This way uses boost + argv. You mentioned this may not be cross platform because it may or may not include the executable name. Well the following code should work around that.

#include <boost/filesystem/operations.hpp>

#include <boost/filesystem/path.hpp>

#include <iostream>

namespace fs = boost::filesystem;


int main(int argc,char** argv)
{
    fs::path full_path( fs::initial_path<fs::path>() );

    full_path = fs::system_complete( fs::path( argv[0] ) );

    std::cout << full_path << std::endl;

    //Without file name
    std::cout << full_path.stem() << std::endl;
    //std::cout << fs::basename(full_path) << std::endl;

    return 0;
}

The following code gets the current working directory which may do what you need

#include <boost/filesystem/operations.hpp>
#include <boost/filesystem/path.hpp>

#include <iostream>

namespace fs = boost::filesystem;


int main(int argc,char** argv)
{
    //current working directory
    fs::path full_path( fs::current_path<fs::path>() );

    std::cout << full_path << std::endl;

    std::cout << full_path.stem() << std::endl;
    //std::cout << fs::basepath(full_path) << std::endl;

    return 0;
}

Note Just realized that basename() was deprecated so had to switch to .stem()

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stem seems to give me just the executable minus the path and extension on Windows, but that's a minor point. What I'd like to know is how this works around argv[0] being possibly incorrect? It works for me testing on Windows, but then argv[0] is actually being passed in as the absolute path of the executable, which makes system_complete's job pretty easy :) –  Ben Hymers Oct 12 '09 at 19:47
    
No -- he doesn't need the working directory. and NO argv doesn't help. What do you do when argv contains only the executable name? What to do, when the program was invoked via a symlink? –  Ichthyo Feb 1 '11 at 1:47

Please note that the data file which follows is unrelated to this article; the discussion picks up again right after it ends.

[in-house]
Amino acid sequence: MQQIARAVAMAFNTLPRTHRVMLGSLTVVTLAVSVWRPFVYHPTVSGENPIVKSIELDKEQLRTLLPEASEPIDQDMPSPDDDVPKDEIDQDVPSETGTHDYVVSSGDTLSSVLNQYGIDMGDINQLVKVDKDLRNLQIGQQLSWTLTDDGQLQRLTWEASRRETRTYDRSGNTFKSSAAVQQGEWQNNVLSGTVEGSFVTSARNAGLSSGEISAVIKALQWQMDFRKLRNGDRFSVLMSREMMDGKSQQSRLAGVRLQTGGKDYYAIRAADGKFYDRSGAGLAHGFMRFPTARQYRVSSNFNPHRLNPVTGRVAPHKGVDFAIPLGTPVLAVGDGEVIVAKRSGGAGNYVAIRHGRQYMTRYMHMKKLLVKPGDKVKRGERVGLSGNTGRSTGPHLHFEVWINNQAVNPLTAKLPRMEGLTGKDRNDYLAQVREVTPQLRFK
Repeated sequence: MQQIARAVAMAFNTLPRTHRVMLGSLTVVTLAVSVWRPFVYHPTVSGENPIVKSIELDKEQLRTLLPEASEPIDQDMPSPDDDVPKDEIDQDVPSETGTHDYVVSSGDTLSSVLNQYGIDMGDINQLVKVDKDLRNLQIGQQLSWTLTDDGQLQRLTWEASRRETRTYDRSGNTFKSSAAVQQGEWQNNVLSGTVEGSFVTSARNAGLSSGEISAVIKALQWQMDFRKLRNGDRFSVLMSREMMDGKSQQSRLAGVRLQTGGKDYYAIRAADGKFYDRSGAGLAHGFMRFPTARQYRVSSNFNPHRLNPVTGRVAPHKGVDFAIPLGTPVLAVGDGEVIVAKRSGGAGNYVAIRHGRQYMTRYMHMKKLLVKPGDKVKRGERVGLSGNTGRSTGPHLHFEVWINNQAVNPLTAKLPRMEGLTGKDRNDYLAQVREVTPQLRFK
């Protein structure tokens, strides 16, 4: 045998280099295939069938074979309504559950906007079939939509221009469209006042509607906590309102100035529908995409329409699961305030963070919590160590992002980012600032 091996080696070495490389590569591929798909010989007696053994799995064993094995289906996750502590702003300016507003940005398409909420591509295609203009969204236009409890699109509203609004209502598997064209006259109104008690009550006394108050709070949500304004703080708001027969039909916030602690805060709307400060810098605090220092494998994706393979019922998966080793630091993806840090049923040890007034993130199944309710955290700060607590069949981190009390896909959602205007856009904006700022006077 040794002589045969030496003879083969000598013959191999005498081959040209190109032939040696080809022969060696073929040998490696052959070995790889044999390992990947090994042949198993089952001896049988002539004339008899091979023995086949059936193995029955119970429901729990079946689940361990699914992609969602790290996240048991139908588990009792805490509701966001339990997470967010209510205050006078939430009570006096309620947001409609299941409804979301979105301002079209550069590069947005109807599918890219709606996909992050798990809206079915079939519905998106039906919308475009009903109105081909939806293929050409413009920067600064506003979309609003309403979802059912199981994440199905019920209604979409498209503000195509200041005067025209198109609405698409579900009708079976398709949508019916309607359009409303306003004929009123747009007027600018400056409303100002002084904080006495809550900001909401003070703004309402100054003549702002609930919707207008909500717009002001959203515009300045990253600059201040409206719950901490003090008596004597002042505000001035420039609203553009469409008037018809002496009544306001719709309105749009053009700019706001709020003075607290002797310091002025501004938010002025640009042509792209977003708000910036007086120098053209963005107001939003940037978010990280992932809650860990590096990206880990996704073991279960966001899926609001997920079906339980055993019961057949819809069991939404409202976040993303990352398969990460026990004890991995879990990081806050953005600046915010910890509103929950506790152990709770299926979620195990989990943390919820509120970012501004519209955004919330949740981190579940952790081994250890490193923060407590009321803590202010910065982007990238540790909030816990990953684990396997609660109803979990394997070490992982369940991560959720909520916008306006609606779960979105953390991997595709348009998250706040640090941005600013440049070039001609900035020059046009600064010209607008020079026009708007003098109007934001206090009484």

I'm not sure about Linux, yet try this for Windows:

#include <windows.h>
#include <iostream>

using namespace std ;

int main()
{
    char ownPth[MAX_PATH]; 

    // Will contain exe path
    HMODULE hModule = GetModuleHandle(NULL);
    if (hModule != NULL)
    {
     // When passing NULL to GetModuleHandle, it returns handle of exe itself
     GetModuleFileName(hModule,ownPth, (sizeof(ownPth))); 

     // Use above module handle to get the path using GetModuleFileName()
     cout << ownPth << endl ;
     system("PAUSE");
     return 0;
    }
    else
    {
     cout << "Module handle is NULL" << endl ;
     system("PAUSE");
     return 0;
    }
}
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Note that one must use WCHAR ownPth.., wrapped around a #ifdef UNICODE in the event that one compiles with Unicode support. If not, use the code provided. –  Dr1Ku Feb 21 '13 at 13:12
    
just for the record I am just having a funny case where GetModuleDirectory returns a path with the ".." parts in it, like if it was taking the string pure raw from the command line lol. actually in this case visual studio is launching the process and the .. is part of the debugging path. something like $(projectDir)../some.exe I used PathCanonicalize from Shwlib but one needs to link against this lib. this may not be desirable. –  v.oddou Jun 29 at 8:13